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Mineral mining and the role of public lands in Utah

An orange industrial machine in a quarry of large and small gray rocks.
Monica Stawowy
Mineral extraction requires industrial equipment and disturbs the landscape.

The mining industry has historically been a large part of Utah’s economy. As Governor Cox highlighted in the resolution, a shift toward renewable energy will require more mineral extraction. Over three quarters of the state is designated public land, with much of it open to prospecting. While Utah has mineral deposits with mining potential, Landon Newell, Attorney with the Southern Utah Wilderness Alliance, said selecting sites to mine on public land must be done carefully.

“The key part with the federal lands is that they are supposed to be managed for the benefit of all American citizens … When it comes to the to the Bureau of Land Management, for example, their mandate is for multiple use, and sustained yield. … Multiple use does not mean every use on every area of land. It's totally proper, for example, to manage one area for conservation, while managing another area for extractive mineral resource development," Newell said.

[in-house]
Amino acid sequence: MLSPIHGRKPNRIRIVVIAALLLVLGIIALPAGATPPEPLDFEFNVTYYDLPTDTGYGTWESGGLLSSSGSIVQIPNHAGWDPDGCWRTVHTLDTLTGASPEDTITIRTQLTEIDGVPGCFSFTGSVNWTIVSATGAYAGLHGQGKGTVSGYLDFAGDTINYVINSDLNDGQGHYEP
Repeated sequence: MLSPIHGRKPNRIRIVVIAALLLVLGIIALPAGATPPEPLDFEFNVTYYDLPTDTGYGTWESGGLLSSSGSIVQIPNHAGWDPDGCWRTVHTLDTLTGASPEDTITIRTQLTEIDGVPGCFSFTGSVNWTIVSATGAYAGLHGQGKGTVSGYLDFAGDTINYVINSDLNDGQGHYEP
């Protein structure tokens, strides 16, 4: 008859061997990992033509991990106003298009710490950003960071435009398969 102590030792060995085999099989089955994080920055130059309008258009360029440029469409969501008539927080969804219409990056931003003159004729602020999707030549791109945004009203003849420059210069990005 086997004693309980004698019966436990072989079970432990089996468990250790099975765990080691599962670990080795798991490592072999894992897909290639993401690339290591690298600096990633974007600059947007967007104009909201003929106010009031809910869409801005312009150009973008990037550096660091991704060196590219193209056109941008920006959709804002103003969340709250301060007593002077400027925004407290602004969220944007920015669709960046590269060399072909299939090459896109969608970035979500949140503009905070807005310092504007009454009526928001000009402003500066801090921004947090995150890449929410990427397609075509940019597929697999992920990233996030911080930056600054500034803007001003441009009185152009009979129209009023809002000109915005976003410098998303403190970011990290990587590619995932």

Mining operations are already in place on both private and public lands, including locations like the Spor Mountain in Delta, Utah, where beryllium is mined. Much of the land around Spor Mountain is managed by the BLM, and some land is designated as Wilderness Areas by the U.S. Forest Service.

“Those areas are not appropriate for mining. Right, these are areas that are undeveloped, provide outstanding opportunities for solitude - these are the special places in Utah. And so these areas should be left off the table when it comes to the development of any resource," Newell said.

Newell said, much of the state consists of public lands that are suitable for extraction and development, and with a push toward renewable energy, mineral mining will need to expand.

"I think it's it's a good transition. It just needs to be done in a thoughtful manner. And it needs to take place in the right areas, and not take place in areas that have have more important resources,” Newell said.

Caroline Long is a science reporter at UPR. She is curious about the natural world and passionate about communicating her findings with others. As a PhD student in Biology at Utah State University, she spends most of her time in the lab or at the coyote facility, studying social behavior. In her free time, she enjoys making art, listening to music, and hiking.